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    Quite a photo, thanks.

    MM
     
  10. mikewint

    mikewint Well-Known Member

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    BDA was running along thast entire path to see what if anything the arc-lights had hit. the VC were supposed to be either dead or totally disoriented, yea right, more like kicking an ant hill over
     
  11. drgondog

    drgondog Well-Known Member

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    Three

    The RAF was simply better at radar directed bombing. The overall results of 8th AF combining clear weather and 10/10 cloud cover blind bombing brought the US accuracy percentage down. 4 -5 months every year were essentially zero target visibility days.

    Second comment, the RAF developed an optical sight that was as good or better than the Norden.

    Last - SAC used radar bombing exclusively after 1953. I have no idea how history channel got that tidbit about nor den use in Vietnam.
     
  12. Shortround6

    Shortround6 Well-Known Member

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    It would be interesting to see the "window" in the bottom of the B-52 that the Nordon looked through. :D
     
  13. michaelmaltby

    michaelmaltby Well-Known Member

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    #13 michaelmaltby, Oct 19, 2010
    Last edited: Oct 19, 2010
    "... I have no idea how history channel got that tidbit about nor den use in Vietnam."

    The program didn't specify the use of the Norden on B-52's. It only stated that the sight (an early autogyro computer) was technologically very advanced and was used from WW2 until Viet Nam (no aircraft platform specified).

    The B-52 came into this debate when Mikewint mentioned the problem of accuracy on the B-52 ArcLight missions and I responded with a querry as to whether the accuracy problem in VN was the same as the B-29's faced over the Japan home islands with the jet stream. Flying into the jet stream the B-29's were practically motionless over target, and with the jet stream on tail - the B-29's ripped over the target like jets. From Mikewint's comment in reply it doesn't sound like the jet stream was the issue in VN.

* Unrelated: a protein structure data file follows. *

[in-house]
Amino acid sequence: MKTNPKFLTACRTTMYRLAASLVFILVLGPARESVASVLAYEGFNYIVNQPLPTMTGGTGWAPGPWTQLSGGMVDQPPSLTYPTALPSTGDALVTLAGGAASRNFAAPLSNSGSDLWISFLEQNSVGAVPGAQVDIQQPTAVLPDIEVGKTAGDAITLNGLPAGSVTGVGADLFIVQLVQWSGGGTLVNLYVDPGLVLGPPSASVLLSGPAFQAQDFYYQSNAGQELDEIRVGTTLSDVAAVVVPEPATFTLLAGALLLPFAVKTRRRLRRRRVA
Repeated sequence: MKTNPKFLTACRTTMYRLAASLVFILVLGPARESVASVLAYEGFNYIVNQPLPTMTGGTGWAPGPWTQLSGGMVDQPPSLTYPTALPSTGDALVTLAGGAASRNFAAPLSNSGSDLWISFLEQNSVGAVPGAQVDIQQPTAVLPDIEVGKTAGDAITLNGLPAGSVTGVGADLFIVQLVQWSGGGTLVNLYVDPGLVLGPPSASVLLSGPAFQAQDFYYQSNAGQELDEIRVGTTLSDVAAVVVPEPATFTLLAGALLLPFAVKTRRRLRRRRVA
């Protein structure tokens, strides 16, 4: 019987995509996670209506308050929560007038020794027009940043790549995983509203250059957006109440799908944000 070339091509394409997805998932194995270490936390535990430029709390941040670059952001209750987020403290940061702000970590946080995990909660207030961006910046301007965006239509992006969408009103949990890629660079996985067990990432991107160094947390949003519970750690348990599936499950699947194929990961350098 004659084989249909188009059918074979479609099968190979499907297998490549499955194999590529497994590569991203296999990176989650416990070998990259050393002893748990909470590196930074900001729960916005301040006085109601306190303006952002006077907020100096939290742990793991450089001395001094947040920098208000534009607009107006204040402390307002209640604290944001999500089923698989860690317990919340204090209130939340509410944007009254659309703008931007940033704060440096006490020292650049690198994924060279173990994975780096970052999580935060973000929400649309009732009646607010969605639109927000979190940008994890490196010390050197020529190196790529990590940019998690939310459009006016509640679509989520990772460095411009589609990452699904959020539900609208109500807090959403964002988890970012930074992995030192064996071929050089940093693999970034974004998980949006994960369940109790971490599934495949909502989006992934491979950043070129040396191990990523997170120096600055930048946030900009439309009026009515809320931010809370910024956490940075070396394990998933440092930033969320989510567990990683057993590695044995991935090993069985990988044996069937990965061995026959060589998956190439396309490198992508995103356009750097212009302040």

"... the RAF developed an optical sight that was as good or better than the Norden."

    Can we hear more about that, please. Was it used in Lancs or just in Mosquito Pathfinders?

    MM
     
  14. FLYBOYJ

    FLYBOYJ "THE GREAT GAZOO"
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    I'm not 100% sure but I think "Special Ops" P2Vs used the Norden. This one was a gun ship.

    AP-2H (135620) Neptune Walk Around Page 1
     
  15. mikewint

    mikewint Well-Known Member

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    #15 mikewint, Oct 19, 2010
    Last edited: Oct 19, 2010
    I'm not an expert in the air war over Vietnam, I was on the ground, but to my knowledge B-52s were the only bombers used in Vietnam. other aircraft F-105, F-4s, skyraiders, etc. certainly dropped bombs but that was all low level visual stuff with ground troop spotters and an FAC bird-dog on station to direct the bombing runs
    FBJ, I looked up the neptunes and my info says they were used in the delta which was SEAL territory probably why i never saw or heard about them. i would not consider them to be bombers since the bombs are carried on the wings. i also found nothing on a bombsight just radar and FLIR
     
  16. FLYBOYJ

    FLYBOYJ "THE GREAT GAZOO"
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  17. davebender

    davebender Well-Known Member

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    So did Germany.

    The people running the Norden bomb sight program must have had an incredible propaganda, err public affairs department to convince everyone their sight was better then the competition. :)
     
  18. davparlr

    davparlr Well-Known Member

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    Were any bomber versions of the A-26 used in the Vietnam War?

    Maybe they were talking about the French Indochina War. The French used B-26s and also used PBYs for sub patrols. These may have had Norden sights.
     
  19. davebender

    davebender Well-Known Member

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    Yes.

    However I have no idea what sort of modernization they received between WWII and Vietnam.
     
  20. FLYBOYJ

    FLYBOYJ "THE GREAT GAZOO"
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    They were as well in tactical applications